Both Cossack and Russian too
Reeled from the sabre-stroke
Shattered and well-sundered.
And they rode back, but not,
Not wholly that six hundred.

Cannon to the right of them,
Cannon off the left of them,
Cannon still in back of them
Volleyed loud and thundered;
Stormed with shot and shell,
While horses and heroes fell
They that had fought so well
Came from the jaws of Death,
Back from the mouth of hell,
All that was left from them,
Left of the old six hundred.

When could their glory fade?
O the wild charge they made!
All the world then wondered.
Honor that charge they made!
Honor now the Light Brigade,
Brave and noble six hundred!

Paul
 

Student of Trinity

Silver Meritorious Patron
That's, um, an interesting poetic form, Paul. On the one hand, why not aim for the same number of characters per line, instead of the same number of syllables? On the other hand, though, it's bonkers. It looks fine in equal-length type like that, but as soon as you try to perceive the text as anything more meaningful than a bunch of shapes, your brain parses them into syllables that you hear in your mind, and the lines become very unequal in length and awkward in rhythm and I'm sorry but Blech.

An interesting exercise it must have been, to modify the poem to fit the line constraint. For the same sort of effort, though, I bet you could write a proper sonnet. That also involves casting around in your mind for alternative phrasings that will express the same thought while fitting within a fixed pattern. I think the product would be better.
 

Dulloldfart

Squirrel Extraordinaire
That's, um, an interesting poetic form, Paul. On the one hand, why not aim for the same number of characters per line, instead of the same number of syllables? On the other hand, though, it's bonkers. It looks fine in equal-length type like that, but as soon as you try to perceive the text as anything more meaningful than a bunch of shapes, your brain parses them into syllables that you hear in your mind, and the lines become very unequal in length and awkward in rhythm and I'm sorry but Blech.

An interesting exercise it must have been, to modify the poem to fit the line constraint. For the same sort of effort, though, I bet you could write a proper sonnet. That also involves casting around in your mind for alternative phrasings that will express the same thought while fitting within a fixed pattern. I think the product would be better.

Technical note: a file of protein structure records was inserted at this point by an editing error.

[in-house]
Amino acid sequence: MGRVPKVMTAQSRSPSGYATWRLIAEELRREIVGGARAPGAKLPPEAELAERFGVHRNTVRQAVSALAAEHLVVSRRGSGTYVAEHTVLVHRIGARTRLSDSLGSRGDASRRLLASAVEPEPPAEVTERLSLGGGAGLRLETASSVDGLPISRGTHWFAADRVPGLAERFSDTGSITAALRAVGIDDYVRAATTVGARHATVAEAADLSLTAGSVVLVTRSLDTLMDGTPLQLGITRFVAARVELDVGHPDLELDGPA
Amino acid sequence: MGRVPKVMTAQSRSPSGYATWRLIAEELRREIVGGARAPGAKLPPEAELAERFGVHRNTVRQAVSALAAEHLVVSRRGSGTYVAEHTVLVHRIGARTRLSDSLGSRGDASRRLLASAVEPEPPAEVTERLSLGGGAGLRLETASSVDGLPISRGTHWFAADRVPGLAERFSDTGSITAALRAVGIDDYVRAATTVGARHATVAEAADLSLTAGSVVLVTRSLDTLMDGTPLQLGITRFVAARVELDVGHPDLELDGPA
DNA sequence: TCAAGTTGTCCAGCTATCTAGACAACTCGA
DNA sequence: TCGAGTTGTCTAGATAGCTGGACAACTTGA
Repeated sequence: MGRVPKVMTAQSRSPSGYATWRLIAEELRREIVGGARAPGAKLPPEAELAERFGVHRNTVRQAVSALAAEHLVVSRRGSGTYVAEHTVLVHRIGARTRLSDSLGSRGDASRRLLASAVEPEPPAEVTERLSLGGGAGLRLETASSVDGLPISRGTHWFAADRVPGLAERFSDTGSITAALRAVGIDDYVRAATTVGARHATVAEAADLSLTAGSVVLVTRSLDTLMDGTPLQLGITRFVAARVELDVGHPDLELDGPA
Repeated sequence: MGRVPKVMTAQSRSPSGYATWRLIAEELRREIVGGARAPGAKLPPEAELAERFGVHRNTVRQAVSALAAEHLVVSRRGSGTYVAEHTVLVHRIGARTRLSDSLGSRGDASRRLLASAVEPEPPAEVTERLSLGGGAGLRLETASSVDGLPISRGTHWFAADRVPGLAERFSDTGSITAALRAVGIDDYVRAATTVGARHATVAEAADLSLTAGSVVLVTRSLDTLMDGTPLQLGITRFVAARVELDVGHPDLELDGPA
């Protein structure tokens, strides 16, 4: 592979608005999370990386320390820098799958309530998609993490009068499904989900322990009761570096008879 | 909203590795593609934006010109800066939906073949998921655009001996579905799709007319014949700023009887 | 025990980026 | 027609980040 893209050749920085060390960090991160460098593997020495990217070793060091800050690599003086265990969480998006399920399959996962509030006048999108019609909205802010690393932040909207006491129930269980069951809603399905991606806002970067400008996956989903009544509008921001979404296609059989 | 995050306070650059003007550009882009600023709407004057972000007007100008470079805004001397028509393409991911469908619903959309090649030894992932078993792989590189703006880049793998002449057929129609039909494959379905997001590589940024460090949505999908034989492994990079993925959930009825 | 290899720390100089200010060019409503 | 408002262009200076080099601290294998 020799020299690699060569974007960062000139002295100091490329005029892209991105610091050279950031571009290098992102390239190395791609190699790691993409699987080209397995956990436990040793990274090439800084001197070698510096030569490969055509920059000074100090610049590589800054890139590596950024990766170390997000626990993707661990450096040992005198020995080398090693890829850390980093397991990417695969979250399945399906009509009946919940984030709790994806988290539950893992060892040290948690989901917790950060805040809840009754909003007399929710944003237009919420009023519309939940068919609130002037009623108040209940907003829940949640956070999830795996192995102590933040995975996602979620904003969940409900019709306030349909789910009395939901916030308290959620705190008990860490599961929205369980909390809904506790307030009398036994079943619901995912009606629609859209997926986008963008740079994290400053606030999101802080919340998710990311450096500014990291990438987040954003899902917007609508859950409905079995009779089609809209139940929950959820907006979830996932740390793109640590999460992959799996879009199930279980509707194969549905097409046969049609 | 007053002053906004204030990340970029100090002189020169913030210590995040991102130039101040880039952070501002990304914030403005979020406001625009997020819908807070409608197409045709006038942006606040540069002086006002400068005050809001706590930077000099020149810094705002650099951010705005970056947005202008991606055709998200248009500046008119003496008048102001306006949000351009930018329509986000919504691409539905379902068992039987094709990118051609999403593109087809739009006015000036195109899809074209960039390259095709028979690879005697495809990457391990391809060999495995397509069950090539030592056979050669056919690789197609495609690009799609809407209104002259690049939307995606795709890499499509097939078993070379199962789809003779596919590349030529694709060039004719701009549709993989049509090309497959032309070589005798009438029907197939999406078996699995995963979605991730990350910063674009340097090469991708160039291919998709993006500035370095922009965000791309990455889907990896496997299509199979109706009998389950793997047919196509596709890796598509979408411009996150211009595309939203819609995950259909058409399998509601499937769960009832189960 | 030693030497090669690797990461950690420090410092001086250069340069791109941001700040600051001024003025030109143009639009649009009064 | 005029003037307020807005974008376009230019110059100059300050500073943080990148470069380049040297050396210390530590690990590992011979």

I can read it aloud with perfect rhythm no problem. I can also read it in such a way as to destroy any rhythm.

It was an exercise. I did about 10 of them over the space of a couple of days: William Blake, Robert Herrick, Edgar Allan Poe, John Donne, Lewis Carroll, Samuel Taylor Coleridge, Christopher Marlowe, William Wordsworth, Alfred Lord Tennyson. No-one liked it. :)

It's not as easy as it might appear as one has to minimise extraneous words. I tried to do one of Shakespeare's sonnets and couldn't do it without (in my opinion) ruining the character of the piece. My respect for Shakespeare went up at that point.

I haven't written any original poetry in maybe 20 years beyond a limerick or two on ESMB. No interest these days.

Paul
 

NonScio

Patron Meritorious
Well, anyway...do ya suppose the "OT committee" planners or whatever....being of the "valley org" as it were...thinking of riding into the mouth of hell and
all...that most of the new "staff" would not survive the charge (ordered by incompetent, bungling, bumbling officers don't ya know)....600 hundred being kind of a neat, tidy number of literary fame...simply borrowed the 600 from Tennyson's famous poem?
 

Dulloldfart

Squirrel Extraordinaire
It seems like a ripe subject for a parody, what with the silly horses from the birthday game and the IAS videos.

Original:
Half a league half a league,
Half a league onward,
All in the valley of Death
Rode the six hundred:
'Forward, the Light Brigade!
Charge for the guns' he said:
Into the valley of Death
Rode the six hundred.

Parody:
(Thinks - do I want to spend the time doing this well? Answer - no!)

How did they get 600? Surely they wouldn't knowingly allude to that poem with that so-well-known "Valley of Death" phrase. Maybe someone did some calculation based on the square hoofage (sorry) or something and got a figure of 570 or 640 and rounded it off, and with the 600 at the back of their mind and no sleep for 3 days it seemed like the "right" number.

Paul